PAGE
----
The outline is very close to that of John Beaman's drawings in his "Last of the Eagles" publication from a few years back, and the panel lines seem in the proper places, although they are a little heavy. The wings feature two upper wing halves and one bottom section, making the correct dihedral angle a cinch to achieve. The MG-151 cowling bulges are cast into the fuselage, which means that they will have to be trimmed down on the top, as they were separate and did not run together at the top of the cowling. The cockpit interior is almost non-existent, except for a seat which needs a lot of work to make it right. Serious modelers will want to add sidewall detail, a floor, an instrument panel, a stick, rear cockpit armor, a cover for the panel behind the seat, and a gun sight. None of this will be especially visible underneath the thick cockpit canopy, although some details can be seen. I would suggest using one of the aftermarket ME-109 cockpit detail sets for the Hasegawa kit that are available from Squadron for about $7.00. A vacuformed canopy would also be useful, especially for the Erla hood. Wheel well details are pretty good, with some ribbing visible. The pilot figure, which I never use anyway, seems OK, although I suspect that the pilot is wearing equipment that didn't exist when these planes were in service. The seat needs to be modified, with the top section removed and replaced by a more convincing armored headrest. The tail wheel is way too small, so I replaced it with one from the spares box.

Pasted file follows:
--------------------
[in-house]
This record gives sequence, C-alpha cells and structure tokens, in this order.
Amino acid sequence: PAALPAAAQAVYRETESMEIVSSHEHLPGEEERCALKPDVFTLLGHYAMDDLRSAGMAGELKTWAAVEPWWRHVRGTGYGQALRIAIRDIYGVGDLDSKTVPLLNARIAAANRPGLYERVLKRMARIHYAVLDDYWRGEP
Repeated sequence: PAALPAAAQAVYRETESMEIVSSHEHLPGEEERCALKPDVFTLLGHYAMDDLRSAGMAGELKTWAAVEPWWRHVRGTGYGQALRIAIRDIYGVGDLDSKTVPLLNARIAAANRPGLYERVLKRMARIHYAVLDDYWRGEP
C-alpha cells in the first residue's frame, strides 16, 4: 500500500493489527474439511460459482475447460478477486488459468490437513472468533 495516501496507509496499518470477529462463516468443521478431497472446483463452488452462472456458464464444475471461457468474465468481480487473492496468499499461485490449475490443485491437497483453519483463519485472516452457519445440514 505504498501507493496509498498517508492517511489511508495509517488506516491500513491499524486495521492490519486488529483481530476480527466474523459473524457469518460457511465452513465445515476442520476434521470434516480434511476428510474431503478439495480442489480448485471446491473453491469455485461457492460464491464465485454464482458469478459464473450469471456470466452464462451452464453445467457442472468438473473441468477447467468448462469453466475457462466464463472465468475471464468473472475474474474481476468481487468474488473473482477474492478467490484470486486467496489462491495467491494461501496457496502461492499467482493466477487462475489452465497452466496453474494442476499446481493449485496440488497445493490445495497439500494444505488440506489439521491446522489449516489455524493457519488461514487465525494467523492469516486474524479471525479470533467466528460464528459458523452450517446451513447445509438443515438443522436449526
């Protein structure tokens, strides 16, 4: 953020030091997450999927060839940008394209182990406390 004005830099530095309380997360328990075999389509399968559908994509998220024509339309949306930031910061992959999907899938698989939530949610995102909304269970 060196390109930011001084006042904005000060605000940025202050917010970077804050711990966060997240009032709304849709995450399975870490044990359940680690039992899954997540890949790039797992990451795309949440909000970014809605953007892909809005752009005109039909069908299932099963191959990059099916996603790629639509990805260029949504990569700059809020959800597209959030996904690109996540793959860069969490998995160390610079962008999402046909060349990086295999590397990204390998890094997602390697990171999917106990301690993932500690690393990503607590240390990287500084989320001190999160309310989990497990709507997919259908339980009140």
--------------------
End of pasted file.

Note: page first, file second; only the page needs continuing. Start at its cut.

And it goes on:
Assembly is pretty straightforward, although I needed some putty along the fuselage seams and where the wing joins the fuselage. The belly tank rack is awful, just like the old kit, and it should be removed and replaced with a more accurate one from another kit. The MG-151 gondolas lack detail, with no ejector slots, although they are approximately the right shape. I replaced them with a set from an old Hasegawa Bf-109G, and they looked much better. The canopies fit very well, but both have problems. The older style framed canopy is OK until you get to the rear frames, and then the frames are too high. There's not much you can do about this. The Erla hood, which lacks most of the framing, is entirely wrong. All they did was remove the side framing and cut out one of the top frames. In addition, there are good trim tabs on the ailerons, but none on the elevators. The G-6 had a tab on the rudder, but it was very small and would be hard to represent in 1/72 scale. Also, the kit lacks a pitot tube and the little underside aileron balances that come with most kits. These were no problem to scratchbuild, and I would have probably lost the ones if they had been provided in the kit anyway.

Painting and Finishing

Decals are provided for three aircraft: